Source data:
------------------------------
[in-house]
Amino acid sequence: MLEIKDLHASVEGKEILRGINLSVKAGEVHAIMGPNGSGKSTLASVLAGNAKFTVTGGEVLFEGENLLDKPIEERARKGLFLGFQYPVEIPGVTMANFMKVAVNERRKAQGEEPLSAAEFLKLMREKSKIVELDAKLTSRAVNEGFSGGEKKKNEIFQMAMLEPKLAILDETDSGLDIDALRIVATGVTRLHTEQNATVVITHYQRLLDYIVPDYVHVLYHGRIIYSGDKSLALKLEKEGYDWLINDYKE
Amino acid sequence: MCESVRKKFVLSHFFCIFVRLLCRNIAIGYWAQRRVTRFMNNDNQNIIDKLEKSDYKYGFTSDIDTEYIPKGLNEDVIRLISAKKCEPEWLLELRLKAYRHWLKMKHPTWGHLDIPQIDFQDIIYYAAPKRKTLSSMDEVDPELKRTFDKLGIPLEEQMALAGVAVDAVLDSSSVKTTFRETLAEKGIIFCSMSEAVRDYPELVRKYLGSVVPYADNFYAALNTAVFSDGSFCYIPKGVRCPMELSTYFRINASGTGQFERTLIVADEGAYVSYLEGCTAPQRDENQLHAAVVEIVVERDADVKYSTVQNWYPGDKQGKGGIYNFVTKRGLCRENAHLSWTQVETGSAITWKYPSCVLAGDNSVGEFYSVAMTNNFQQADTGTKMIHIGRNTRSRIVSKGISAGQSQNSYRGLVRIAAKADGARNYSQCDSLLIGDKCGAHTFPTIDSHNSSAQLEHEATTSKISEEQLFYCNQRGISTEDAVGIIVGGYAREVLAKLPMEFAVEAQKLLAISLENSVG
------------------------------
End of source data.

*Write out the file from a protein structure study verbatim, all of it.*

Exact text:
[in-house]
Amino acid sequence: MLEIKDLHASVEGKEILRGINLSVKAGEVHAIMGPNGSGKSTLASVLAGNAKFTVTGGEVLFEGENLLDKPIEERARKGLFLGFQYPVEIPGVTMANFMKVAVNERRKAQGEEPLSAAEFLKLMREKSKIVELDAKLTSRAVNEGFSGGEKKKNEIFQMAMLEPKLAILDETDSGLDIDALRIVATGVTRLHTEQNATVVITHYQRLLDYIVPDYVHVLYHGRIIYSGDKSLALKLEKEGYDWLINDYKE
Amino acid sequence: MCESVRKKFVLSHFFCIFVRLLCRNIAIGYWAQRRVTRFMNNDNQNIIDKLEKSDYKYGFTSDIDTEYIPKGLNEDVIRLISAKKCEPEWLLELRLKAYRHWLKMKHPTWGHLDIPQIDFQDIIYYAAPKRKTLSSMDEVDPELKRTFDKLGIPLEEQMALAGVAVDAVLDSSSVKTTFRETLAEKGIIFCSMSEAVRDYPELVRKYLGSVVPYADNFYAALNTAVFSDGSFCYIPKGVRCPMELSTYFRINASGTGQFERTLIVADEGAYVSYLEGCTAPQRDENQLHAAVVEIVVERDADVKYSTVQNWYPGDKQGKGGIYNFVTKRGLCRENAHLSWTQVETGSAITWKYPSCVLAGDNSVGEFYSVAMTNNFQQADTGTKMIHIGRNTRSRIVSKGISAGQSQNSYRGLVRIAAKADGARNYSQCDSLLIGDKCGAHTFPTIDSHNSSAQLEHEATTSKISEEQLFYCNQRGISTEDAVGIIVGGYAREVLAKLPMEFAVEAQKLLAISLENSVG